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posted on September 28, 2009 07:01

The 2009 H1N1 pandemic flu virus has contributed to the death of a Canyon County man in his 50s who had an underlying medical condition. This is the first death associated with the 2009 H1N1 pandemic flu virus in Idaho. 

“Our hearts and thoughts are with the man’s family and loved ones,” says Dr. Christine Hahn, M.D., Idaho State Epidemiologist. “This is a sobering reminder that influenza is serious, especially for those who have underlying medical conditions. We are working closely with your local Public Health Districts to monitor infections and do everything possible to protect people in our state.”
 
A total of 488 people in Idaho have lab confirmed infections from the 2009 H1N1 pandemic fu virus since April, with 139 of those reported since September 1. Public health officials believe a far larger number of people have become infected with the H1N1 virus, but have not been ill enough to seek medical attention or lab testing.
 
Symptoms of H1N1 pandemic infection are similar to seasonal flu and include fever, cough, sore throat, runny or stuffy nose, body aches, headache, chills and fatigue, with some reports of diarrhea and vomiting. “Most children and adults with the flu who are generally in good health will recover without needing to visit a doctor or other health care provider,” Dr. Hahn says. “Children and adults who are ill and at high risk for flu complications, and people with more severe flu symptoms, should call their regular health care provider.” Dr. Hahn recommends that when possible, people should contact their health care provider to get advice on whether they need to be seen.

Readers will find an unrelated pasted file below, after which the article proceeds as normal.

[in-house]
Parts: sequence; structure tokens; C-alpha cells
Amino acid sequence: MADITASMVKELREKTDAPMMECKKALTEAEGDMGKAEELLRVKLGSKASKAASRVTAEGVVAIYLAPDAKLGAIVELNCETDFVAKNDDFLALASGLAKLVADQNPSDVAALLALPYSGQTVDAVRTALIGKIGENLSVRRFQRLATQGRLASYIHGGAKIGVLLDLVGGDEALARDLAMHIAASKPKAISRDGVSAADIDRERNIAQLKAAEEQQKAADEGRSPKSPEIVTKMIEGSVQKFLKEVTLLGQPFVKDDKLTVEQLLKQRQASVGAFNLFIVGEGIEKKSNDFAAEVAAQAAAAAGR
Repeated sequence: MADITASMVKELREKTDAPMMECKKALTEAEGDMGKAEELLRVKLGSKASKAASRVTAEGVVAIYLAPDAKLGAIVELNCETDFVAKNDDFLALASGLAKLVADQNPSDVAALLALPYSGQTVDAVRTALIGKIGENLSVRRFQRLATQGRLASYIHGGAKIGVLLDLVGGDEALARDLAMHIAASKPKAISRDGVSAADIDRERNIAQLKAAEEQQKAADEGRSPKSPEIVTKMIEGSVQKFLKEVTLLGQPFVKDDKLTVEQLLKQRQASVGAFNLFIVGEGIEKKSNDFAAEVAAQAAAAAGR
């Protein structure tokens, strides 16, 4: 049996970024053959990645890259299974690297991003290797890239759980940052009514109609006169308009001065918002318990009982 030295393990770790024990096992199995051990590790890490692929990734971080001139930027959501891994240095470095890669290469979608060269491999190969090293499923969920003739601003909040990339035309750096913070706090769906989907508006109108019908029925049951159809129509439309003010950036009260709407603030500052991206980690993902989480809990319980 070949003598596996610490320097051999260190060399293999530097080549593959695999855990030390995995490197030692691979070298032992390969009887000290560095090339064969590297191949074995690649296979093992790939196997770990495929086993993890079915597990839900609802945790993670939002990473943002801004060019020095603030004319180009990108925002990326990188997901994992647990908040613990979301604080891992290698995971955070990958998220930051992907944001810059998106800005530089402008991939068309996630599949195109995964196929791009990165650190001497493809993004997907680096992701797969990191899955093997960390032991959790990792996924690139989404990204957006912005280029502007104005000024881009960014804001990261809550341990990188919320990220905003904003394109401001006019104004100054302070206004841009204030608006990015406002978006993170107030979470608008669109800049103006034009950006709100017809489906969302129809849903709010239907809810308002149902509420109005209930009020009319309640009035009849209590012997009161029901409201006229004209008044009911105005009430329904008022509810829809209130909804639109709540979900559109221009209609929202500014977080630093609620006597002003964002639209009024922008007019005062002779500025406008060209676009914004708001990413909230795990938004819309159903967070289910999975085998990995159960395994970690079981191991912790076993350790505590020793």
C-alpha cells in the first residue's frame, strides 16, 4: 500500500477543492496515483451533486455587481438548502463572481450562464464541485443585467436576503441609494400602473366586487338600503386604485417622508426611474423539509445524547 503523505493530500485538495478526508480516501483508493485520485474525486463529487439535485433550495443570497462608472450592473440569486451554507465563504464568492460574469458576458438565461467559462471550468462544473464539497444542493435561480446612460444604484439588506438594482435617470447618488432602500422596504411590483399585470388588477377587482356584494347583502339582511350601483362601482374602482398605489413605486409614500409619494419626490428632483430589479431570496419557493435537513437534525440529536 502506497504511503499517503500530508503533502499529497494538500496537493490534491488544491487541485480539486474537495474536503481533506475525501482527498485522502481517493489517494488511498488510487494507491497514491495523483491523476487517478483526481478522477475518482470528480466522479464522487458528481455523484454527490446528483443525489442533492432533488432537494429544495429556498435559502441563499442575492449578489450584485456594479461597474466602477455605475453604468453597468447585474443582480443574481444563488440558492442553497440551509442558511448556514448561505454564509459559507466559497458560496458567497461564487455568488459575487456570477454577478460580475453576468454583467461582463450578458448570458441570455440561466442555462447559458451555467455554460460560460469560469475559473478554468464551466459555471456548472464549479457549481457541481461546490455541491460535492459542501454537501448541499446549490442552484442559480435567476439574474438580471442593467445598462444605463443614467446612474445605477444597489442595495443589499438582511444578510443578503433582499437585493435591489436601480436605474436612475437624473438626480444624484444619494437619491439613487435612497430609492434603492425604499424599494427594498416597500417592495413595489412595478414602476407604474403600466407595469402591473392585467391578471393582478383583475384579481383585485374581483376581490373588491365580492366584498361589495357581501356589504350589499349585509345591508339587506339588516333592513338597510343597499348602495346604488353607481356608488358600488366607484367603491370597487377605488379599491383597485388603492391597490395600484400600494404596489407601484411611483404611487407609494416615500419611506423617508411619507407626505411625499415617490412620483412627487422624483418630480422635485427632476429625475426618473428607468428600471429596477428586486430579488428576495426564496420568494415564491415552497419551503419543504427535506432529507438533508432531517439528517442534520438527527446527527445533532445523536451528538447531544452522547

People considered to be high risk for H1N1 pandemic flu infection include: 
  •  Pregnant women,
  • Household contacts and caregivers for children younger than 6 months of age,
  • Healthcare and emergency medical services personnel,
  • All people from 6 months through 24 years of age, and
  • Persons aged 25 through 64 who have health conditions associated with higher risk of medical complications from influenza.  
A vaccine for 2009 H1N1 has been developed and should become available in limited quantities in October. The seasonal flu vaccine is available now, and public health officials urge people to get vaccinated with the seasonal vaccine as soon as possible.
 
Over the last five years, seasonal flu infections contributed to the deaths of an average of nine Idaho residents each flu season. “People should not overlook the risks of seasonal flu, for it can be just as serious as the 2009 H1N1 pandemic flu, especially for children, people with underlying medical conditions and people over the age of 50,” Dr. Hahn says. “We know that people can catch both seasonal and pandemic flu, so we strongly urge people to schedule a vaccine now for the seasonal flu, and over the next few weeks we will learn more about the pandemic vaccine.”
 
Detailed information about the 2009 H1N1 pandemic virus is availabe from:
·   The Idaho Department of Health and Welfare’s website at www.panflu.idaho.gov.
·   The Centers for Disease Control and Prevention’s website at www.cdc.gov/h1n1lflu/
·   U.S Dept. of Health and Human Services website at www.flu.gov
·   Centers for Disease Control and Prevention Hotline: 1-800-CDC-Info (1-800-232-4636).
 
People wanting to receive a seasonal flu vaccine are urged to contact their local healthcare provider. If they do not have a healthcare provider, they can find available clinics in their area through www.flucliniclocator.org or www.findaflushot.com, or contact their local public health district. People also can call the Idaho CareLine at 2-1-1 for help in locating a vaccine provider.
 
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(Editors: For more information please contact DHW Public Information Officer Tom Shanahan, 208-334-0668 or your District Health Department Public Information Officer.)